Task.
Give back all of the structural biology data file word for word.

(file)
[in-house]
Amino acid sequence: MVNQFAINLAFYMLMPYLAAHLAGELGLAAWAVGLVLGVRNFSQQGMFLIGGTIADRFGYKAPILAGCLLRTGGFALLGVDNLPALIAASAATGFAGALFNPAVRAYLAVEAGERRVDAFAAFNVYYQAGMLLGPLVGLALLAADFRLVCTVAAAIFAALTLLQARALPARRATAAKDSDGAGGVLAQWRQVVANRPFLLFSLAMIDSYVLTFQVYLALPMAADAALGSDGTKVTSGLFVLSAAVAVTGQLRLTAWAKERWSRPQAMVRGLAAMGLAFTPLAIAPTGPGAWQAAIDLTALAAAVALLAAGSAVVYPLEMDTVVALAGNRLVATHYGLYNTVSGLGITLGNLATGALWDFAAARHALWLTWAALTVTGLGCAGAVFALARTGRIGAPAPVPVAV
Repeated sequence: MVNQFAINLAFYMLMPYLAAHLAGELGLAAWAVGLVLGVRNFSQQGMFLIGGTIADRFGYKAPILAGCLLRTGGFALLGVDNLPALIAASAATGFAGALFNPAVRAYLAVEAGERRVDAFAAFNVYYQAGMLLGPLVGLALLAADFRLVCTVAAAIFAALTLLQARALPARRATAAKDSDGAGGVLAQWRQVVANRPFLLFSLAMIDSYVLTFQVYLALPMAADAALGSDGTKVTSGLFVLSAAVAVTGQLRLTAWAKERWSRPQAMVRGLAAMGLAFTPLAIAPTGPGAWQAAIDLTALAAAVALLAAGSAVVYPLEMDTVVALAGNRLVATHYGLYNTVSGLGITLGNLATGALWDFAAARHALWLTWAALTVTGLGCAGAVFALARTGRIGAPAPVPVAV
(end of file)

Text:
[in-house]
Amino acid sequence: MVNQFAINLAFYMLMPYLAAHLAGELGLAAWAVGLVLGVRNFSQQGMFLIGGTIADRFGYKAPILAGCLLRTGGFALLGVDNLPALIAASAATGFAGALFNPAVRAYLAVEAGERRVDAFAAFNVYYQAGMLLGPLVGLALLAADFRLVCTVAAAIFAALTLLQARALPARRATAAKDSDGAGGVLAQWRQVVANRPFLLFSLAMIDSYVLTFQVYLALPMAADAALGSDGTKVTSGLFVLSAAVAVTGQLRLTAWAKERWSRPQAMVRGLAAMGLAFTPLAIAPTGPGAWQAAIDLTALAAAVALLAAGSAVVYPLEMDTVVALAGNRLVATHYGLYNTVSGLGITLGNLATGALWDFAAARHALWLTWAALTVTGLGCAGAVFALARTGRIGAPAPVPVAV
Repeated sequence: MVNQFAINLAFYMLMPYLAAHLAGELGLAAWAVGLVLGVRNFSQQGMFLIGGTIADRFGYKAPILAGCLLRTGGFALLGVDNLPALIAASAATGFAGALFNPAVRAYLAVEAGERRVDAFAAFNVYYQAGMLLGPLVGLALLAADFRLVCTVAAAIFAALTLLQARALPARRATAAKDSDGAGGVLAQWRQVVANRPFLLFSLAMIDSYVLTFQVYLALPMAADAALGSDGTKVTSGLFVLSAAVAVTGQLRLTAWAKERWSRPQAMVRGLAAMGLAFTPLAIAPTGPGAWQAAIDLTALAAAVALLAAGSAVVYPLEMDTVVALAGNRLVATHYGLYNTVSGLGITLGNLATGALWDFAAARHALWLTWAALTVTGLGCAGAVFALARTGRIGAPAPVPVAV